However the question being raised by some Nigerians is whether other means of transport like motor cars are not also used to commit crimes also. If so, why not also ban operators of such vehicles or restrict their movement to certain areas. In Lagos State where the Okada Rider has been restricted to 475 roads or not, the incidence of “one-chance” criminal act perpetuated in danfo vehicles, car snatching, armed robbery etc has not reduced. Another laughable excuse to cut short the ambition of the Okada Rider, is the incidence of motorcycle accidents, which government say it is on the decline since the ban.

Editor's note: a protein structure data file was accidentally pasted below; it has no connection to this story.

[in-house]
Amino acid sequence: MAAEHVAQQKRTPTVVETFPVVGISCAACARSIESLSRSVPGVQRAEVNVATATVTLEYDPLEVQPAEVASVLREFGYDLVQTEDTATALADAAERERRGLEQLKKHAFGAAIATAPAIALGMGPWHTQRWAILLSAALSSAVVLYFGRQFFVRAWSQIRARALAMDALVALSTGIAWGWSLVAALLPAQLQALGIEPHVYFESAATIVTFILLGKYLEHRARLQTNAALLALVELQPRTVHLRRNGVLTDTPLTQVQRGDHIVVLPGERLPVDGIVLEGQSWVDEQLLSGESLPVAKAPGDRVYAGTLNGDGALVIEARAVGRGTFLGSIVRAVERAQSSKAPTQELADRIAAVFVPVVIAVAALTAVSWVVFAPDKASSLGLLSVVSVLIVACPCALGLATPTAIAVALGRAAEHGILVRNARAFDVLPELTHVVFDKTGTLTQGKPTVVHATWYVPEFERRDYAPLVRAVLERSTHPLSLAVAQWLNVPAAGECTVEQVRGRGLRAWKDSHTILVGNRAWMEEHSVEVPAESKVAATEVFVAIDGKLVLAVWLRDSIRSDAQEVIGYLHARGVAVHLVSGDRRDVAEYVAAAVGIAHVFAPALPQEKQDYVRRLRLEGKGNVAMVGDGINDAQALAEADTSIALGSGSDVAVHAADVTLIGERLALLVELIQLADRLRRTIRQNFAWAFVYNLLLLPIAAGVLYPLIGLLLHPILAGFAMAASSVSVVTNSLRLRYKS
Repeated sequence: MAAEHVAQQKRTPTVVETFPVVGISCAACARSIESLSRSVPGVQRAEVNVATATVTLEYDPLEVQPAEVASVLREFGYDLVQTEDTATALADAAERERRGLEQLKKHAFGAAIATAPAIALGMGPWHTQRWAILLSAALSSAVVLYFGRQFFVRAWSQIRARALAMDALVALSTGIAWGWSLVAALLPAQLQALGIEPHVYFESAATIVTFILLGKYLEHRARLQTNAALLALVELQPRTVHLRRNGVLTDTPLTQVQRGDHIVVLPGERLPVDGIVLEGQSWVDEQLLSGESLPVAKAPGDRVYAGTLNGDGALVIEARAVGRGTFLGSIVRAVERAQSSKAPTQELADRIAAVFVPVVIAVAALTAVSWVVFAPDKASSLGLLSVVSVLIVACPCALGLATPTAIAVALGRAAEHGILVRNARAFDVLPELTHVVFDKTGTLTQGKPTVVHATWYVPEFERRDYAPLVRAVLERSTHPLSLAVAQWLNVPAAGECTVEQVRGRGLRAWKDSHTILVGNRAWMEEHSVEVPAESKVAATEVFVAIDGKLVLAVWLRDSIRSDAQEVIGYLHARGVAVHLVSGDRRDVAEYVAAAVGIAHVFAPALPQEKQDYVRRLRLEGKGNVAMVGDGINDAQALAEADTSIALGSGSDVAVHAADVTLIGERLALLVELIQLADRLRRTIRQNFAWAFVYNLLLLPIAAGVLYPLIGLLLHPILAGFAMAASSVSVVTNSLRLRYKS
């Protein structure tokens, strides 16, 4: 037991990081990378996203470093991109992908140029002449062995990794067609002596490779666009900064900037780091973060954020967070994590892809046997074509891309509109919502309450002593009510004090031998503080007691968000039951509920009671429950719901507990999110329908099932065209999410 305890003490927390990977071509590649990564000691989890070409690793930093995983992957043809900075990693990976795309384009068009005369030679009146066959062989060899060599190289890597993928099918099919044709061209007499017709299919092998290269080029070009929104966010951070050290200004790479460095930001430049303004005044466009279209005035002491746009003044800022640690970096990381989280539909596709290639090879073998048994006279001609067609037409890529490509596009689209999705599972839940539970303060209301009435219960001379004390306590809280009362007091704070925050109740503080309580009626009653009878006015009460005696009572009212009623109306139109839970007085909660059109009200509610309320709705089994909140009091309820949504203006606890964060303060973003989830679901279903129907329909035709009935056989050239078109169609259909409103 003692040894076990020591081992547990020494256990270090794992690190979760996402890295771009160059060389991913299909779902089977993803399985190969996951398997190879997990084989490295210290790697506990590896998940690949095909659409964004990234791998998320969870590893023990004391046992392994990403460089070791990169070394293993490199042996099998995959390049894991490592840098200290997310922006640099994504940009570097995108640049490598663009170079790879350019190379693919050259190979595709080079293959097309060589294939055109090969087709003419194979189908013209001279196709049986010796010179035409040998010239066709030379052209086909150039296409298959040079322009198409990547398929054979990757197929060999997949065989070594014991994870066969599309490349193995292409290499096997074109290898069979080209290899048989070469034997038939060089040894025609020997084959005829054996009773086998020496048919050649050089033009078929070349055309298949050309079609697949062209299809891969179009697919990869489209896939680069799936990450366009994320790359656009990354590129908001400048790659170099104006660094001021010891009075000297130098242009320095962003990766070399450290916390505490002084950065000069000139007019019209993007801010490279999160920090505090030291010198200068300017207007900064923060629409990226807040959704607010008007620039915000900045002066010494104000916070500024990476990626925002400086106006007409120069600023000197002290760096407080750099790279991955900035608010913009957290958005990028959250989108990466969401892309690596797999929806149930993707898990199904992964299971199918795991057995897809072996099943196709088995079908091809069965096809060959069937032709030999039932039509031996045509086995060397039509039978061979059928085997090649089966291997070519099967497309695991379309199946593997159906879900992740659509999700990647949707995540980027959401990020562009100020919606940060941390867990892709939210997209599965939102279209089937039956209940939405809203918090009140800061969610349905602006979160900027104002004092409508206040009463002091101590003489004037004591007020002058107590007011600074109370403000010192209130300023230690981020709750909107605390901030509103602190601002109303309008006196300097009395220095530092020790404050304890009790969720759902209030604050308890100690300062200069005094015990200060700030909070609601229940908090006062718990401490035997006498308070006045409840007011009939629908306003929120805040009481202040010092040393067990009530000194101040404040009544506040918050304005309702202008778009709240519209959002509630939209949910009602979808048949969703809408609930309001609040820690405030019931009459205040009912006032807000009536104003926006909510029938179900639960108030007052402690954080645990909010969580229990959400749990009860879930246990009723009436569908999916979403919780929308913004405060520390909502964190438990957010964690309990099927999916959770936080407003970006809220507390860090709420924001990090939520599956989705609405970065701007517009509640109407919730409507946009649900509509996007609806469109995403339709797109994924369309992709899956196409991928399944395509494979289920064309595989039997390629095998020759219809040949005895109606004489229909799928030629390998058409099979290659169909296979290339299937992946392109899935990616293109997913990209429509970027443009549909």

Okada rider’s membership in Lagos State alone stands at 250,000. Simple calculation to the barest realistic number would come to over 8,000,000 millions Nigerians from at least 25 states of the country that are being thrown back into the labour market. While other nations are searching for modalities to reduce unemployment, Nigeria is increasing its number. The rippling effect on criminal activities can be better imagined. What is needed is a better management of the activities of the Okada rider.